7. Tonight in Venice: Melody from a Dream; Lyrics from a Trip 2:25
    8. Unconcerned: A Pompous Producer 2:26
    9. Don't Take My Freedom: A Prisoner in His Cell Wandering About the Outsi 1:55
    10. Recurring Changes: Two LoversGoing in Opposite Directions 2:47
    11. No Need to Be Blamed: PeopleDeceived by a Greedy, Corrupt Government 2:53
    12. If You're Relaxing: The Nuclear Dilemma 1:52
    13. Brother Abbot: A Man of FaithFighting Against the "War Machine" 2:49
    14. I Don't Know [Bonus Track from Single] 2:54
    15. Direction of Mind [Bonus Track from Single] 2:42
    16. Future Days [Bonus Track from Single] 2:39
    17. New Mexico [Bonus Track from Single] 2:15

    Craig Hute - Guitar, Vocals
    Dave Neumann - Guitar, Vocals
    Larry Smith - Bass, Vocals
    Paul Staack - Drums, Vocals

    AMG:
    "Based in Davenport, IA, the Contents Are were a rock band whose music typified the grey zone between the era of garage rock and the dawn of psychedelia; what they were doing was less aggressive and more melodically adventurous than what the average band of high school kids was bashing out back in the day, with some tricky guitar interplay and excellent harmonies, but they hadn't evolved into full-blown lysergic experimentation when they recorded their sole album at Davenport's Fredlo studios in 1967. (Significantly, several members had previously played in a cover band specializing in surf tunes and British Invasion hits.) Lyrically, the Contents Are had moved well beyond the usual 'I'm bugged at my girl' stuff in terms of their themes, though the brief descriptions of the songs on the back cover tell you all you need to know - 'No Chance to Choose' concerns 'Flower children for freedom vs. the capitalist establishment,' 'No Need to Be Blamed,' is about 'People deceived by a greedy, corrupt government,' and 'In Trouble' sends a message 'To the leaders of our country.' In short, this ain't 'Louie Louie,' but Through You shows the Contents Are hadn't quite drifted into the outer stratosphere in the manner of the 13th Floor Elevators and other pioneers of the psychedelic sound, at least not when this was recorded. But there's still some thoroughly enjoyable mid-'60s guitar rock to be found here, and for the CD reissue on Shadoks Music, four songs from early singles have been added as bonus tracks (two of which, 'Future Days' and 'New Mexico,' suggest the boys had picked up a few pointers from the first Moby Grape album) as well as new liner notes from guitarist and songwriter Craig Hute. Given that the original album was supposedly pressed in a run of only 100 copies, this is certainly well worth a listen for fans of Midwest sounds of the '60s who are looking for new obscurities to explore."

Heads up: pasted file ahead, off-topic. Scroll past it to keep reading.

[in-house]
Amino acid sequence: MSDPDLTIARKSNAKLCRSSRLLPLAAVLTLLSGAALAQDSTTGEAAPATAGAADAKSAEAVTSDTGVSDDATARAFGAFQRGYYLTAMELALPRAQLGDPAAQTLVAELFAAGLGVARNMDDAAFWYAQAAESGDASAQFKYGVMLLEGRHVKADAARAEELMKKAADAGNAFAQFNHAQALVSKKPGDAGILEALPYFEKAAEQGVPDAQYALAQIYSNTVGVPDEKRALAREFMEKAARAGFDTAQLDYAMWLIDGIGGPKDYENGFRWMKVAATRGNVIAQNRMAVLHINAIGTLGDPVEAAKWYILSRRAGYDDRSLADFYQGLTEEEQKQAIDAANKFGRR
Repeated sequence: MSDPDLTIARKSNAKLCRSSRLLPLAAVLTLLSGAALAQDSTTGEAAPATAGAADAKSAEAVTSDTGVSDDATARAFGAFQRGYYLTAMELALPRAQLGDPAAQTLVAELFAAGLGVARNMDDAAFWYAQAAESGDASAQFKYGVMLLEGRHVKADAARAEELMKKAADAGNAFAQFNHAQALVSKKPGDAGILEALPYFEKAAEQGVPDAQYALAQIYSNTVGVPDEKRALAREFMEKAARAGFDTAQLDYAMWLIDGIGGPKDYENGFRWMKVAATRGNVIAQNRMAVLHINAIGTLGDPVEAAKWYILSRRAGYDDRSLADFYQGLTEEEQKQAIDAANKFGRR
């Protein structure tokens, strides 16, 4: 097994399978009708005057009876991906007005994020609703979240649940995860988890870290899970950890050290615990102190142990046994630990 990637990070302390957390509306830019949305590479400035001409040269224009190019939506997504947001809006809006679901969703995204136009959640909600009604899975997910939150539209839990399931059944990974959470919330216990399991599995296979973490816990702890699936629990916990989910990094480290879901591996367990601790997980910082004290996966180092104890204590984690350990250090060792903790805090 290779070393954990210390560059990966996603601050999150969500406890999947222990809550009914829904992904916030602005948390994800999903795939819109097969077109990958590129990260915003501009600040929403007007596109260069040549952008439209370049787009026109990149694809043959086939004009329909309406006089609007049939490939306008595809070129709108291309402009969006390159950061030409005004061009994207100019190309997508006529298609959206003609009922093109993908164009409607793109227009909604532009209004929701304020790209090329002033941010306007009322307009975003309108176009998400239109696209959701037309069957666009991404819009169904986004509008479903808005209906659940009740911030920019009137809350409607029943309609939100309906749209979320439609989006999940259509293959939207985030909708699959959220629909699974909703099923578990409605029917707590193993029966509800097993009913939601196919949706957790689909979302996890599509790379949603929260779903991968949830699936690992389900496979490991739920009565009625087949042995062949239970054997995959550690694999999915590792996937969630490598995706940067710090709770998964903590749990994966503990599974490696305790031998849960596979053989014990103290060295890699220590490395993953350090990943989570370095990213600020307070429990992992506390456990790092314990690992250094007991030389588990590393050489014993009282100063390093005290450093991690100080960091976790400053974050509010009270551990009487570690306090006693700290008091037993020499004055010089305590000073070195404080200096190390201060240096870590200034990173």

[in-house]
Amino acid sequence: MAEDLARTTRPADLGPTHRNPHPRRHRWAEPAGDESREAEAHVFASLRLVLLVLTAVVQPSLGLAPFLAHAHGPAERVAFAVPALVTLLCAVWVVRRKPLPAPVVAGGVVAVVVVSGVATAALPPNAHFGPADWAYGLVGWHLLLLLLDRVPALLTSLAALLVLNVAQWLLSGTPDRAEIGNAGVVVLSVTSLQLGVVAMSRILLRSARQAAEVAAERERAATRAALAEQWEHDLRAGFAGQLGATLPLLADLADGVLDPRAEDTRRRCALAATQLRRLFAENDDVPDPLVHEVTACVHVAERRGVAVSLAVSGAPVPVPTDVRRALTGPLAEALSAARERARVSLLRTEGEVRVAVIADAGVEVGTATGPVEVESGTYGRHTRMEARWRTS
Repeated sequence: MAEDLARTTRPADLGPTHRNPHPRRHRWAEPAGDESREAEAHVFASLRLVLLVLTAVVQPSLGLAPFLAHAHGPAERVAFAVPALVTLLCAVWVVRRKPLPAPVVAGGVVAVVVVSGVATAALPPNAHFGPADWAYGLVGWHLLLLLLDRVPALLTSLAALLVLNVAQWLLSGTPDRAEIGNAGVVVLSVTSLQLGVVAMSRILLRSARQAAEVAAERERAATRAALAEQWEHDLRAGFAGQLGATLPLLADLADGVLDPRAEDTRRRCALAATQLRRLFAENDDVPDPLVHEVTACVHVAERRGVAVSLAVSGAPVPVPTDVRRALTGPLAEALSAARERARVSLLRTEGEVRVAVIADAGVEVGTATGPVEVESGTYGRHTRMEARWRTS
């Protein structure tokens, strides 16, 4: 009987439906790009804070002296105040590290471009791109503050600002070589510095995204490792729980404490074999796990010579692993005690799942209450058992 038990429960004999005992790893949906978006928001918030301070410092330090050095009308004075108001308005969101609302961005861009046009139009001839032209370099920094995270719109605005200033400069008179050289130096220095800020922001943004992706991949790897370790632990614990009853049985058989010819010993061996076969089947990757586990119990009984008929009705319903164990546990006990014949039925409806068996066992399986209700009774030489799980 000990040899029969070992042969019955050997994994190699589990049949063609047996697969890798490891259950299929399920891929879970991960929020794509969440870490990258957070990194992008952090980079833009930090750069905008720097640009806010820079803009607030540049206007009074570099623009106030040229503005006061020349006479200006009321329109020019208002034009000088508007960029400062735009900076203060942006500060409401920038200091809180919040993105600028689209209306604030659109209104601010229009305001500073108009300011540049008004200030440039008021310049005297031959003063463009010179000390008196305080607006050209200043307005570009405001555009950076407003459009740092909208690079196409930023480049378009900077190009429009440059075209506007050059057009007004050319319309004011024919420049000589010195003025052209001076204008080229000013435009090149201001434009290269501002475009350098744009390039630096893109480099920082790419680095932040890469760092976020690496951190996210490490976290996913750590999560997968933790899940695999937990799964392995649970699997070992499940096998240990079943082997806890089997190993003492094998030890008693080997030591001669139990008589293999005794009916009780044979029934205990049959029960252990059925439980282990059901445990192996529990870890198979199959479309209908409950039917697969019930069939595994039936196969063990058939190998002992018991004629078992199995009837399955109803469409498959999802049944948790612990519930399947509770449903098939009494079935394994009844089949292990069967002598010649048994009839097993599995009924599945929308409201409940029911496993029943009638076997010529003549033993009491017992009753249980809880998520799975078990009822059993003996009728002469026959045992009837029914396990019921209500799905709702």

Through You

    or

    Through You


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    1. Five Foot Two, Eyes of Blue/Dinah/A-Tisket A-Tisket 2:15
    2. Bye Bye Blues/Let's Fall in Love/After You've Gone 2:09